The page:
Debunking Coffee Health Myths
By: Steve G
(Page 4 of 4)
Caffeine is a drug. We all know it. By consuming it we end up being more alert and attentive. But what are some of the risks that come with taking this drug? Study after study has come out to either identify the danger or counter the status quo. Here are some of the most common concerns for people who consume coffee on a regular basis.
Caffeine has been associated with irregular heartbeats when it is consumed at extremely high levels; it raises blood pressure for a brief time and is also suspected of raising cholesterol. With current fears of heart disease in the country, heavy research went into finding any links between caffeine and heart disease. Fortunately for the coffee enthusiast, studies have shown no link.
Cancer is another fatal killer that has drawn attention to researchers. They posed the question: Can drinking coffee increase the possibility of cancer? Since the early the 70’s case studies have been conducted to determine whether a causal link between cancer and coffee does exist. The actual answer to this question is quite the contrary.
Researchers have considered whether drinking coffee increases the chances of cancer. Robert Hoover of the National Cancer Institute stated, “There is no good evidence of a causal relationship between coffee and any type of cancer.”
Many people fear a link between caffeine and pancreatic cancer. A study in 1981 stated that there was a correlation between coffee and pancreatic cancer, but it was soon overturned. Other mitigating factors such as gastrointestinal conditions and smoking were overlooked in the study, which are key components of that type of cancer. Another study in 1991 actually showed the contrary coffee drinkers actually had a lower risk of pancreatic cancer than non-drinkers. community has repudiated those ideas.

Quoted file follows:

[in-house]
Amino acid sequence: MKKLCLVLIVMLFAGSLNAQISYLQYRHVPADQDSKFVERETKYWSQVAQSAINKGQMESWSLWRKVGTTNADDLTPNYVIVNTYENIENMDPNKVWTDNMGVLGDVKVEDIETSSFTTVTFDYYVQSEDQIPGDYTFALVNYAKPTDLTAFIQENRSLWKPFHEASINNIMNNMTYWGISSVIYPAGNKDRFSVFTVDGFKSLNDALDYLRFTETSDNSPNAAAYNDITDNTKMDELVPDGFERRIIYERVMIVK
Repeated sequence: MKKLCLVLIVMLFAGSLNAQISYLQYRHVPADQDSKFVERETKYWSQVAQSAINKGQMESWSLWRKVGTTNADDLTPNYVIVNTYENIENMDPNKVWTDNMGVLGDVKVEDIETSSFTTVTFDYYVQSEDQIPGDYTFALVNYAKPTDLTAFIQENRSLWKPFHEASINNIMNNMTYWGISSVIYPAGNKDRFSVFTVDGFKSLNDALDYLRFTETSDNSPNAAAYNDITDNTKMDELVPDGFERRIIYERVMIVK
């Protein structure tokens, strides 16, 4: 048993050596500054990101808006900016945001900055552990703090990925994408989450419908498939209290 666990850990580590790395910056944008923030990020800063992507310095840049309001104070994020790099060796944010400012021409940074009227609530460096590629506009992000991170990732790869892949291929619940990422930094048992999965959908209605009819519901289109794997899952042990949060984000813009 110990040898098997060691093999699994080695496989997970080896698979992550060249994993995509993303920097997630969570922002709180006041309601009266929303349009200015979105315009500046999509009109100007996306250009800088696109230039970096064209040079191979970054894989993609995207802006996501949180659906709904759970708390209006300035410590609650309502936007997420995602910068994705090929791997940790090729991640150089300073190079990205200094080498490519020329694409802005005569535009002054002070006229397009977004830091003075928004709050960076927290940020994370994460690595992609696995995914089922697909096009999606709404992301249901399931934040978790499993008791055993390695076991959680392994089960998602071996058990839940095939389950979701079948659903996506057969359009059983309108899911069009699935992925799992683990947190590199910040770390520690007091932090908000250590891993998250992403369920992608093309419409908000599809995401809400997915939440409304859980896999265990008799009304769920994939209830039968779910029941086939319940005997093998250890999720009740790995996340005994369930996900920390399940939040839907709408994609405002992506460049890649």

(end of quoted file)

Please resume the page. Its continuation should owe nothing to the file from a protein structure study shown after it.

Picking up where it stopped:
Pregnancy Potential Side Effects on Pregnancy
While the possibility of caffeine causing breast cancer has been dismissed, there are still other concerns about its effect on women during pregnancy or fertility. This is a cause for concern, because if a woman takes in caffeine it travels through the placenta and enters the fetus. The time it takes to breakdown caffeine is twice as long for pregnant women and increases as they progress through pregnancy. This can have dire affects on a undeveloped child that lacks the ability to break down caffeine and handle some its affects, such as increased heart rate. Studies in Denmark have shown that high levels of coffee during pregnancy can lead to miscarriages and lower fertility rates. The FDA has promoted the guidelines of moderate coffee consumption, under 300 milligrams a day (3 cups of coffee).
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